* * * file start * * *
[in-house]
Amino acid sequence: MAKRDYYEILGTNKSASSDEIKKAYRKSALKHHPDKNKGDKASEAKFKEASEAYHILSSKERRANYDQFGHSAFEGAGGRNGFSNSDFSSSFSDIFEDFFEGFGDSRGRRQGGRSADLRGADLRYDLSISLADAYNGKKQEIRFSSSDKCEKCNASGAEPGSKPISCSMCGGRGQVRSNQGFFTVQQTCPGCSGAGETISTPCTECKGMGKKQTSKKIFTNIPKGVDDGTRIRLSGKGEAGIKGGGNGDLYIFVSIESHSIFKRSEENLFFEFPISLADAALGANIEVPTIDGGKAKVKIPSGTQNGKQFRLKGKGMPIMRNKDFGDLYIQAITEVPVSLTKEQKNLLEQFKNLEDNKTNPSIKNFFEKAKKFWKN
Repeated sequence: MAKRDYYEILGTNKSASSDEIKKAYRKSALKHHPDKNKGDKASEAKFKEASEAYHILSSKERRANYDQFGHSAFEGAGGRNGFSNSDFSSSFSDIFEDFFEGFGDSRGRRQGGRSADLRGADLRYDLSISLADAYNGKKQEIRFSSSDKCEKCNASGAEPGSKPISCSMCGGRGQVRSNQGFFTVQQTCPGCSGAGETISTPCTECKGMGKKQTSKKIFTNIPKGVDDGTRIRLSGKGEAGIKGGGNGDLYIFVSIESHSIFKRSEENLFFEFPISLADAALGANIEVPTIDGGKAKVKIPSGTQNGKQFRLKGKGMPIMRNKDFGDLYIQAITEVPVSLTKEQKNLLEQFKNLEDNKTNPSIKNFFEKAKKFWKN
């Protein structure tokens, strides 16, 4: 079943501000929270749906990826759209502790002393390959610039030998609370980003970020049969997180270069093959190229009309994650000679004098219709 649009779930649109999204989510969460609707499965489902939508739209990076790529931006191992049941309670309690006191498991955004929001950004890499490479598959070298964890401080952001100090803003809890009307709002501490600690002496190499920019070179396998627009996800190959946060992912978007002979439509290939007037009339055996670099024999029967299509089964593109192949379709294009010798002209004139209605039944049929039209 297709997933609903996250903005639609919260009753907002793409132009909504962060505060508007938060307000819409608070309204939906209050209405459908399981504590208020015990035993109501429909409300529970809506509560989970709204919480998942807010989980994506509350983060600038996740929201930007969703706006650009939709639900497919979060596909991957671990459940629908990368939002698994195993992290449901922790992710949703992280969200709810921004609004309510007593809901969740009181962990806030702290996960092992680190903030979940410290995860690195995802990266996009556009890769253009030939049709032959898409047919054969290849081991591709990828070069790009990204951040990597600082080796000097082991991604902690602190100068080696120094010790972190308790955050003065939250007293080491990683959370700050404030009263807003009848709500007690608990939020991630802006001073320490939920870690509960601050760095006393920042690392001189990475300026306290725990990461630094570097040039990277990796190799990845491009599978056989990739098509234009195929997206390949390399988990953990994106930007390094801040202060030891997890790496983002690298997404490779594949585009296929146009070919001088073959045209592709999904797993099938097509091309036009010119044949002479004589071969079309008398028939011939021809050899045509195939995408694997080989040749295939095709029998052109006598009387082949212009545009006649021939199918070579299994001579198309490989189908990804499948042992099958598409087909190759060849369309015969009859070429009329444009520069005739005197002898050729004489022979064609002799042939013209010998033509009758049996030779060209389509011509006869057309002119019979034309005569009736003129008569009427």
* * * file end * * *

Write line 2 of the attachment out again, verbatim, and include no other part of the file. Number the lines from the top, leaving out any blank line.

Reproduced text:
Amino acid sequence: MAKRDYYEILGTNKSASSDEIKKAYRKSALKHHPDKNKGDKASEAKFKEASEAYHILSSKERRANYDQFGHSAFEGAGGRNGFSNSDFSSSFSDIFEDFFEGFGDSRGRRQGGRSADLRGADLRYDLSISLADAYNGKKQEIRFSSSDKCEKCNASGAEPGSKPISCSMCGGRGQVRSNQGFFTVQQTCPGCSGAGETISTPCTECKGMGKKQTSKKIFTNIPKGVDDGTRIRLSGKGEAGIKGGGNGDLYIFVSIESHSIFKRSEENLFFEFPISLADAALGANIEVPTIDGGKAKVKIPSGTQNGKQFRLKGKGMPIMRNKDFGDLYIQAITEVPVSLTKEQKNLLEQFKNLEDNKTNPSIKNFFEKAKKFWKN